Broadcom, an AI Chip Stock, Just Split Its Shares Like Nvidia and Looks Cheap

Broadcom Inc. (AVGO), another AI chip designer just like Nvidia (NVDA), announced on June 12 a similar 10-for-1 forward stock split which goes into effect in one month on July 15. Moreover, the company produced stellar quarterly results and increased its revenue outlook. As a result, AVGO stock still looks undervalued, despite its recent rise.

The shares are trading over $1714 early on Friday, June 14, up over 12% yesterday, and 30% higher than its June 3 close of $1,321 per share. 

I wrote about how cheap it was in my May 12 Barchart article, “Broadcom Looks Deeply Undervalued Based on its Strong Free Cash Flow.” I wrote that AVGO stock was worth $1626 per share. Now, after its recent results, I believe it could be at least 18% more at $1,980 per share (i.e., $198 post-split).

Moreover, just like with Nvidia (see my June 5 Barchart article on NVDA), the upcoming AVGO stock split could make it easier to buy and sell (including selling short) AVGO puts and calls. That could help propel its valuation even higher.

Strong Free Cash Flow Margins

Broadcom's revenue rose 43% YoY to $12.487 billion, which was $476 million or 4% higher than analysts' expectations, according to Seeking Alpha. More importantly, the company raised its fiscal revenue guidance to $51 billion based on higher client demand for its AI chips, slightly higher, according to CNBC, than analysts' prior forecasts of $50.42 billion.

But here is what is important. Broadcom generated extremely strong free cash flow (FCF). It generated $4.48 billion in FCF, or 36% of revenue. Although this was slightly lower than the $4.38 billion it made last year, its FCF margin over the trailing 12 months (TTM) was very strong. 

Based on my calculations, using Seeking Alpha data, Broadcom has generated $18.39 billion in TTM FCF on $42.619 billion in TTM revenue. That means that its trailing FCF margin has been very high at 43.15%.

This is useful since we can use that to project its FCF. For example, analysts now forecast that Broadcom's revenue will rise to almost $60 billion next fiscal year. This is up from prior forecasts of $57.67 billion, as I discussed in my last Barchart article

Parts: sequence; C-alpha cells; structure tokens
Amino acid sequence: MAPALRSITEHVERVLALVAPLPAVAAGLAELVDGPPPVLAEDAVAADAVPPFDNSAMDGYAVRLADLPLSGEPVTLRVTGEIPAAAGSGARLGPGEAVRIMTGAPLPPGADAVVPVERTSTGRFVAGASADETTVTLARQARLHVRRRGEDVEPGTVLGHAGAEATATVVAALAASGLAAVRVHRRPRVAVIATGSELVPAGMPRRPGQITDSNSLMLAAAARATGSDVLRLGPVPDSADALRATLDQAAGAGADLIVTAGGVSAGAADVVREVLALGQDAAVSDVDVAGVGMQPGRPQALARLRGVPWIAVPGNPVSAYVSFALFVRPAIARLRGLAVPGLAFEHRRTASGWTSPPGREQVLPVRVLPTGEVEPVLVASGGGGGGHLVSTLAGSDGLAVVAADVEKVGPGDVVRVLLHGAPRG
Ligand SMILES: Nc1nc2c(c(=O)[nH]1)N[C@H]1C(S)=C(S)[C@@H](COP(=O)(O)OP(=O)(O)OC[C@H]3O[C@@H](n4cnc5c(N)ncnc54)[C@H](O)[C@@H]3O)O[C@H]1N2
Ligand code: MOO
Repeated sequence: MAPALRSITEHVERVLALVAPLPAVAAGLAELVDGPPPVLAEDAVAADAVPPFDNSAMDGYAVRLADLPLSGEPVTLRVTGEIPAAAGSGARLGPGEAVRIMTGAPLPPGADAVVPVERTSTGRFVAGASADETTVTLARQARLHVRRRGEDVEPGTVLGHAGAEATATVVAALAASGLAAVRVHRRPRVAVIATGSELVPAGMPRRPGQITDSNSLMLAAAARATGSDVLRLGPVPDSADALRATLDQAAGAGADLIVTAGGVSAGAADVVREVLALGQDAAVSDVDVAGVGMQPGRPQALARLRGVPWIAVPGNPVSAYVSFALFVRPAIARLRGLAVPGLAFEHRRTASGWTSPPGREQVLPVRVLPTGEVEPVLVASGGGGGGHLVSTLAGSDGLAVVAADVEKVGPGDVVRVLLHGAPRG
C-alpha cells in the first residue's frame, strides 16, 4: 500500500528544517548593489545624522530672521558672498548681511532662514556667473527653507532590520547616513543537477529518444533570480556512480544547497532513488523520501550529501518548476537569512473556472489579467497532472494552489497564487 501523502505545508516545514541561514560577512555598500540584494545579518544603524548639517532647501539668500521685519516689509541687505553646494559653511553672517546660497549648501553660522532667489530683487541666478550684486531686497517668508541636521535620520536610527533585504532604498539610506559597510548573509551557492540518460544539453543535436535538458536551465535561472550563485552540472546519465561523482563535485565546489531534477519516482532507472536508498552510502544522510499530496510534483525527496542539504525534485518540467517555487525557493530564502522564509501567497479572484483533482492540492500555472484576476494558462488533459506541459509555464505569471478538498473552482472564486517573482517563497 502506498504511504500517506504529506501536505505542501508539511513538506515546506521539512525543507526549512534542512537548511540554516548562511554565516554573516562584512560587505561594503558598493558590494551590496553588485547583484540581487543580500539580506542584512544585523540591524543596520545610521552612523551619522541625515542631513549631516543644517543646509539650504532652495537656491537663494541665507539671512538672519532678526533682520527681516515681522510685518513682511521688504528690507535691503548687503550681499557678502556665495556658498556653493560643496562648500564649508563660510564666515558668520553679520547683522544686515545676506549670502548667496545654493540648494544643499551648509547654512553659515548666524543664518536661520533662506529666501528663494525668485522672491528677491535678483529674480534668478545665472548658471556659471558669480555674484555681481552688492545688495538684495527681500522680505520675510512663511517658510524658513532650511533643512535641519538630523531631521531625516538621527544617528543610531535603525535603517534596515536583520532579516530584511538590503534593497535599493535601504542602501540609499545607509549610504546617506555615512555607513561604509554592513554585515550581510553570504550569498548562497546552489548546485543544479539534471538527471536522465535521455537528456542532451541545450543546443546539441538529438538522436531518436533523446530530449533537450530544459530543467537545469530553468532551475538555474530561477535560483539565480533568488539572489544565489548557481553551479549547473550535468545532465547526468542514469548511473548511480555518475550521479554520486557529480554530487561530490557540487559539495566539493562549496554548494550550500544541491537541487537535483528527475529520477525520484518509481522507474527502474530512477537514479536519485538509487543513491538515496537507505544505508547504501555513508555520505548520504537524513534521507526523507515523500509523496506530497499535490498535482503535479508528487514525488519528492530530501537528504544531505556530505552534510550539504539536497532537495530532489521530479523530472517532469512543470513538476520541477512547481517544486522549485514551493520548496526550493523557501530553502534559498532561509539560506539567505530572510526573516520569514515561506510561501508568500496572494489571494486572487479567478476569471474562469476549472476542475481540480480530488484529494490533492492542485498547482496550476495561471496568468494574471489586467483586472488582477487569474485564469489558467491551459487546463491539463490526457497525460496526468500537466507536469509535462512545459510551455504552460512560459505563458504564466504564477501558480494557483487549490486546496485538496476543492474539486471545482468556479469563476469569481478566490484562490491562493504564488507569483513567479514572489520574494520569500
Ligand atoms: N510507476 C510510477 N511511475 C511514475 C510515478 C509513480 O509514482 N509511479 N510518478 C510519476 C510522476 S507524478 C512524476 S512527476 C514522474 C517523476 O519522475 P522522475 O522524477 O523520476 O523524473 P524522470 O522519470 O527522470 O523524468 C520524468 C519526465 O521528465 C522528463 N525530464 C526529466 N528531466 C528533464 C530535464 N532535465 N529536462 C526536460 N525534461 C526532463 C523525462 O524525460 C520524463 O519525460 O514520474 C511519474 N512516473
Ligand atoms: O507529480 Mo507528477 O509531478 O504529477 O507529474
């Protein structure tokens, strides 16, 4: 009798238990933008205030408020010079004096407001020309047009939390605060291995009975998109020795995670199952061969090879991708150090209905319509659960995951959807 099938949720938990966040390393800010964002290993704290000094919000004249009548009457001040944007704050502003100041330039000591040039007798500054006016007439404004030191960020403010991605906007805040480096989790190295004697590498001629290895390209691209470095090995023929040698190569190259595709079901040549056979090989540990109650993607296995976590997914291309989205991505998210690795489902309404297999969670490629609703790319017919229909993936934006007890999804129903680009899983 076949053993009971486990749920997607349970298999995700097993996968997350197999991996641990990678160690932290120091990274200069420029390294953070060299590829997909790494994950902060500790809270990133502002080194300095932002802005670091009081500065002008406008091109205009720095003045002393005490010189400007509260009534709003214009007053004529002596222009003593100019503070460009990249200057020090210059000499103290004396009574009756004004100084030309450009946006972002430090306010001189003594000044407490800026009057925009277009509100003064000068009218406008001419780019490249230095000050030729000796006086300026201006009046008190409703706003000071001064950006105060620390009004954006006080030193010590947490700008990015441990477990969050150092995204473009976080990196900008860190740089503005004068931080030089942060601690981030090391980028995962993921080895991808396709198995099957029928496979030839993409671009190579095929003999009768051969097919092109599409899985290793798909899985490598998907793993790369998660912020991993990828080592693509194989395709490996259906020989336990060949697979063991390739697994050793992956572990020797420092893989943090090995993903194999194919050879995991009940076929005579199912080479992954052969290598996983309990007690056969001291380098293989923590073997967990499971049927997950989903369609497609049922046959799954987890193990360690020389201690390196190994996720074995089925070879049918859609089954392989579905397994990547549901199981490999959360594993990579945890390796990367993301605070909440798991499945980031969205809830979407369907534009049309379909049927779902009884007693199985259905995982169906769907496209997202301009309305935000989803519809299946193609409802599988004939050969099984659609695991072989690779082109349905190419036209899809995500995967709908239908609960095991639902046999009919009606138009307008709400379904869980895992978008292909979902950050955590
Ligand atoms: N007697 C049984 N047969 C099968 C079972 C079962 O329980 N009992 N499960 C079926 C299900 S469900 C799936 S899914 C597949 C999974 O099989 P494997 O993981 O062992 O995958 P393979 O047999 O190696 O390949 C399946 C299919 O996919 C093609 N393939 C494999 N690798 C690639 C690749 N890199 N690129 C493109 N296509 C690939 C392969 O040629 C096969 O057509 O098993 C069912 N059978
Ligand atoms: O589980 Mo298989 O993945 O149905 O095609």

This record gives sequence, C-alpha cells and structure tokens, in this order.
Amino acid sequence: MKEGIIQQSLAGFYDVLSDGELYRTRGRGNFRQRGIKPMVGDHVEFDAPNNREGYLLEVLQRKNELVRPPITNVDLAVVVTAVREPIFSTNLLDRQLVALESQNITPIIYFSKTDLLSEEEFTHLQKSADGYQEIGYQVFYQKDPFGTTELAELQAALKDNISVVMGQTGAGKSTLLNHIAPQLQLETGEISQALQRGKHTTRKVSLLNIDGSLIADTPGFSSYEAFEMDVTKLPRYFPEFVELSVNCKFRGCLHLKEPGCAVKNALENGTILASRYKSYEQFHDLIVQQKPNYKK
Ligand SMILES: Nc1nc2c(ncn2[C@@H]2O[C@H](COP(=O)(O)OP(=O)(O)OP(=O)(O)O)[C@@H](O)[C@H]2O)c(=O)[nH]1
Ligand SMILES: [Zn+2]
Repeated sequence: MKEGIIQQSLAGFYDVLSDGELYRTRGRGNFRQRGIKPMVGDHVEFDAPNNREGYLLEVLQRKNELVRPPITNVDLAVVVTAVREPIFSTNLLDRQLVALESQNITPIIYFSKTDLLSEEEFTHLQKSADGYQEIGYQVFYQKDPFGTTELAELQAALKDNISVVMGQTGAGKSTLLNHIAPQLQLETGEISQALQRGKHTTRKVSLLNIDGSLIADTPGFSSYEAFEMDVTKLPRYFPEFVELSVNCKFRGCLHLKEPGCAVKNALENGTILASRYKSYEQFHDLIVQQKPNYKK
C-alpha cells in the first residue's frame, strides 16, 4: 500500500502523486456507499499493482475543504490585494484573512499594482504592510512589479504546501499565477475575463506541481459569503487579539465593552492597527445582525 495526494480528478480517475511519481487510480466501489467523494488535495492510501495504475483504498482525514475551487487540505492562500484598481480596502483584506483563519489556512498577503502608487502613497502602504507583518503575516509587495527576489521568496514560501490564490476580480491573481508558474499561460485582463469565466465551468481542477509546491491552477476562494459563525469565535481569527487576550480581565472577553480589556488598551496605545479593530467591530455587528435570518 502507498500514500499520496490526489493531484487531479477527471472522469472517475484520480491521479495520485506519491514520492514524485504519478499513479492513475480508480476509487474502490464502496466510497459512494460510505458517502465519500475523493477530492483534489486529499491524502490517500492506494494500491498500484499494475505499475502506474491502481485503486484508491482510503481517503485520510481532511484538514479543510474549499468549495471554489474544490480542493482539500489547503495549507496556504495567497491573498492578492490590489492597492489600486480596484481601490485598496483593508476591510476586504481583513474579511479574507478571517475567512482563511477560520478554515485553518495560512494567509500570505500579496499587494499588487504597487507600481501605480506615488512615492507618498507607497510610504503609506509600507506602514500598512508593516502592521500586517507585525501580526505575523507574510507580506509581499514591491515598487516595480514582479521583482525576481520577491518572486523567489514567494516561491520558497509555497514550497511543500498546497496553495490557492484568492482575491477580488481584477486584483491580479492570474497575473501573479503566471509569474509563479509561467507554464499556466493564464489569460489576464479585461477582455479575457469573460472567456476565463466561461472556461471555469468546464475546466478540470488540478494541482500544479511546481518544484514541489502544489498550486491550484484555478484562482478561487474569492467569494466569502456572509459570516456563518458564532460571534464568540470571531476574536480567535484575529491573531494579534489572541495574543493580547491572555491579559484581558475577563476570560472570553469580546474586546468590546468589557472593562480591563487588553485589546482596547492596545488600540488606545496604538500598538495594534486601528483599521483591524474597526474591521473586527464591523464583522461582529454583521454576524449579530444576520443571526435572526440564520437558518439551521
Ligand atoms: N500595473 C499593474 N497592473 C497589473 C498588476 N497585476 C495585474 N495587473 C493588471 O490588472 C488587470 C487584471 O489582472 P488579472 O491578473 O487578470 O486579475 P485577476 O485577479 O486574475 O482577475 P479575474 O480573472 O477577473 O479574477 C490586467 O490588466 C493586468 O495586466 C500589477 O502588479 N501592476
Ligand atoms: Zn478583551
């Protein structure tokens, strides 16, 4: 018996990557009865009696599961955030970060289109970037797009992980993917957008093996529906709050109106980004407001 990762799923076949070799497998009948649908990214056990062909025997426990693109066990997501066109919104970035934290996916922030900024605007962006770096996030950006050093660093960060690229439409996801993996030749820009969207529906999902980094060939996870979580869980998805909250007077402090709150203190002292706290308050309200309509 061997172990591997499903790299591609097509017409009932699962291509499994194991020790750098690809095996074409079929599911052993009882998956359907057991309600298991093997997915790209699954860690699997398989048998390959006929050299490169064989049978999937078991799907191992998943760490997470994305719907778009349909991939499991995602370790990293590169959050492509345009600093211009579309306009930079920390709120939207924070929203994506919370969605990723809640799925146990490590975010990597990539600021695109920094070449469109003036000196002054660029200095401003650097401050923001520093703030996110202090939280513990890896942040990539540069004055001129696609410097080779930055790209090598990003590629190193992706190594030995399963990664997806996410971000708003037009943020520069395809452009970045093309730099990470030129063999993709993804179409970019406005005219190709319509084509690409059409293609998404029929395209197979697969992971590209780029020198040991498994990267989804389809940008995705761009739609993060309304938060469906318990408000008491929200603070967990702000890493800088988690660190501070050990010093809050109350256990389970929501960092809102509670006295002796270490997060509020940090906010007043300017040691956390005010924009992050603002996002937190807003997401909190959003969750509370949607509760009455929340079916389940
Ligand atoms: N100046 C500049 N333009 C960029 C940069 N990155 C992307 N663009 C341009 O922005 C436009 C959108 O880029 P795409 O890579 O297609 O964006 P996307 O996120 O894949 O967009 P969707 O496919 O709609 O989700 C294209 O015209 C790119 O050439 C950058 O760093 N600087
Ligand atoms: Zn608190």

As a result, using a 40% FCF margin estimate, its FCF could rise to $24 billion (i.e., 0.40 x $60b), or over 30% over the TTM FCF of $18.39 billion. That can help us set a price target for AVGO stock.

Price Target for AVGO Stock

For example, using a 2.5% FCF yield metric, that FCF estimate of $24 billion implies that Broadcom stock could be worth $960 billion (i.e., $24b/0.025). The reason is that assuming Broadcom were to pay out 100% of its FCF in dividends, the market would likely give AVGO stock at least a 2.5% dividend yield.

Given its present market cap of $781.5 billion, that implies that AVGO stock could rise another 18%. This sets the price target at $1,980 (i.e., $198 post-split). 

Moreover, the company is buying back shares with its FCF (over $9.6 billion in the last 6 months alone). That helps reduce the share count and pushes the stock price even higher as its earnings and FCF per share rise significantly. It's possible then that the stock could easily be worth well over $200 per share post-split in the next year.

One way to play this is to sell short out-of-the-money puts.

Shorting OTM Puts

In my last article, I suggested selling short the $1,290 strike price put option expiring May 31 which was trading for $22.30, or a 1.73% put yield. A similar trade can be repeated for a similar high yield. Moreover, this will get easier to do once the stock split goes into effect.

For example, after the split, the investor won't have to secure as much cash at any out-of-the-money (OTM) strike price. Moreover, the level of premiums, given the lower stock price, will be lower on an absolute dollar basis.

For example, look at the $1,670 strike price put option expiring July 5, 3 weeks from now. It trades for $41.60 on the bid side, yielding 2.49% (i.e., $41.60/$1,670). 

AVGO puts expiring July 5 - Barchart - As of June 14

However, today an investor must secure $167,000 in cash and/or margin to do this short sale. This is because every put contract requires enough cash to sell 100 shares at the strike price. After the stock split goes into effect, the short seller will only have to put up $16,700 for one put contract sold short.

Granted the new regime will only bring in $41.60 per put contract shorted rather than $4,160 before the split. But at least the investor has more flexibility to increase the number of contracts they want to sell short to gain this income. After all, the put yield will still be the same.

The bottom line is that AVGO stock still looks cheap here even after its recent run-up. One way to play this is to sell short out-of-the-money (OTM) puts, especially for existing investors. This will get exponentially easier to do after the stock split goes into effect.

More Stock Market News from Barchart

On the date of publication, Mark R. Hake, CFA did not have (either directly or indirectly) positions in any of the securities mentioned in this article. All information and data in this article is solely for informational purposes. For more information please view the Barchart Disclosure Policy here.

The views and opinions expressed herein are the views and opinions of the author and do not necessarily reflect those of Nasdaq, Inc.


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